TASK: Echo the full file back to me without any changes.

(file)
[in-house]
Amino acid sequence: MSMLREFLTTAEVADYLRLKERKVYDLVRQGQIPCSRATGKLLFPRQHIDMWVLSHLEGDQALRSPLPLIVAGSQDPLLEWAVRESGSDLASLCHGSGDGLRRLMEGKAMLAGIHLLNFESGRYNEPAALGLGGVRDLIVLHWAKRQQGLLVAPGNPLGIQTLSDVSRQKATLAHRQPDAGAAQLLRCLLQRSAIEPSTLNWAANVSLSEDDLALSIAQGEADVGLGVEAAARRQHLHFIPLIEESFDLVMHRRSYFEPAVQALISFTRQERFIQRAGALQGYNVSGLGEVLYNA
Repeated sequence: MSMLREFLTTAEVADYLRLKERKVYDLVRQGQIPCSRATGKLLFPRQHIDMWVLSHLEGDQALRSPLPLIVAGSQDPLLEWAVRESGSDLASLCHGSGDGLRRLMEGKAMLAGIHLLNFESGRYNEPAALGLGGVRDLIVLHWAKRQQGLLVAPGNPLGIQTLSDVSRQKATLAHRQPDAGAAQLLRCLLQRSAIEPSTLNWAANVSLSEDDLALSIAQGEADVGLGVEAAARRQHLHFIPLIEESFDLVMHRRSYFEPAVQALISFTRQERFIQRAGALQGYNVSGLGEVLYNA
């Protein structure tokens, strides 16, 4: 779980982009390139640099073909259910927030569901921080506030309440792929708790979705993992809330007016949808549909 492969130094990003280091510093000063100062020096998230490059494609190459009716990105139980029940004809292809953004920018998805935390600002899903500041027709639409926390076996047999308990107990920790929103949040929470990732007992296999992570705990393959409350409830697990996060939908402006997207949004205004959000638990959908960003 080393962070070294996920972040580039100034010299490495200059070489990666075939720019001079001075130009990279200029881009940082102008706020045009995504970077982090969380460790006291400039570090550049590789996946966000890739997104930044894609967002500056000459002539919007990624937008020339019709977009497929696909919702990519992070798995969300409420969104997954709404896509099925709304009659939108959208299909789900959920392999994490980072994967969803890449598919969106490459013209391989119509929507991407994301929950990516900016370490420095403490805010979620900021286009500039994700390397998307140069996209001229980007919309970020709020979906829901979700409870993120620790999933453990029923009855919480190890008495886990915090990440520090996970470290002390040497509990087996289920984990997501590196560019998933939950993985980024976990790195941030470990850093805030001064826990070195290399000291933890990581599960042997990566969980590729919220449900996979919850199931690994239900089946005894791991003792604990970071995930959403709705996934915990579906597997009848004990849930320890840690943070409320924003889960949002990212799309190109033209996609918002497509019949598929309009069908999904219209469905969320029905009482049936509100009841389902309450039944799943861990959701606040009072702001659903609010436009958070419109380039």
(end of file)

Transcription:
[in-house]
Amino acid sequence: MSMLREFLTTAEVADYLRLKERKVYDLVRQGQIPCSRATGKLLFPRQHIDMWVLSHLEGDQALRSPLPLIVAGSQDPLLEWAVRESGSDLASLCHGSGDGLRRLMEGKAMLAGIHLLNFESGRYNEPAALGLGGVRDLIVLHWAKRQQGLLVAPGNPLGIQTLSDVSRQKATLAHRQPDAGAAQLLRCLLQRSAIEPSTLNWAANVSLSEDDLALSIAQGEADVGLGVEAAARRQHLHFIPLIEESFDLVMHRRSYFEPAVQALISFTRQERFIQRAGALQGYNVSGLGEVLYNA
Repeated sequence: MSMLREFLTTAEVADYLRLKERKVYDLVRQGQIPCSRATGKLLFPRQHIDMWVLSHLEGDQALRSPLPLIVAGSQDPLLEWAVRESGSDLASLCHGSGDGLRRLMEGKAMLAGIHLLNFESGRYNEPAALGLGGVRDLIVLHWAKRQQGLLVAPGNPLGIQTLSDVSRQKATLAHRQPDAGAAQLLRCLLQRSAIEPSTLNWAANVSLSEDDLALSIAQGEADVGLGVEAAARRQHLHFIPLIEESFDLVMHRRSYFEPAVQALISFTRQERFIQRAGALQGYNVSGLGEVLYNA
């Protein structure tokens, strides 16, 4: 779980982009390139640099073909259910927030569901921080506030309440792929708790979705993992809330007016949808549909 492969130094990003280091510093000063100062020096998230490059494609190459009716990105139980029940004809292809953004920018998805935390600002899903500041027709639409926390076996047999308990107990920790929103949040929470990732007992296999992570705990393959409350409830697990996060939908402006997207949004205004959000638990959908960003 080393962070070294996920972040580039100034010299490495200059070489990666075939720019001079001075130009990279200029881009940082102008706020045009995504970077982090969380460790006291400039570090550049590789996946966000890739997104930044894609967002500056000459002539919007990624937008020339019709977009497929696909919702990519992070798995969300409420969104997954709404896509099925709304009659939108959208299909789900959920392999994490980072994967969803890449598919969106490459013209391989119509929507991407994301929950990516900016370490420095403490805010979620900021286009500039994700390397998307140069996209001229980007919309970020709020979906829901979700409870993120620790999933453990029923009855919480190890008495886990915090990440520090996970470290002390040497509990087996289920984990997501590196560019998933939950993985980024976990790195941030470990850093805030001064826990070195290399000291933890990581599960042997990566969980590729919220449900996979919850199931690994239900089946005894791991003792604990970071995930959403709705996934915990579906597997009848004990849930320890840690943070409320924003889960949002990212799309190109033209996609918002497509019949598929309009069908999904219209469905969320029905009482049936509100009841389902309450039944799943861990959701606040009072702001659903609010436009958070419109380039």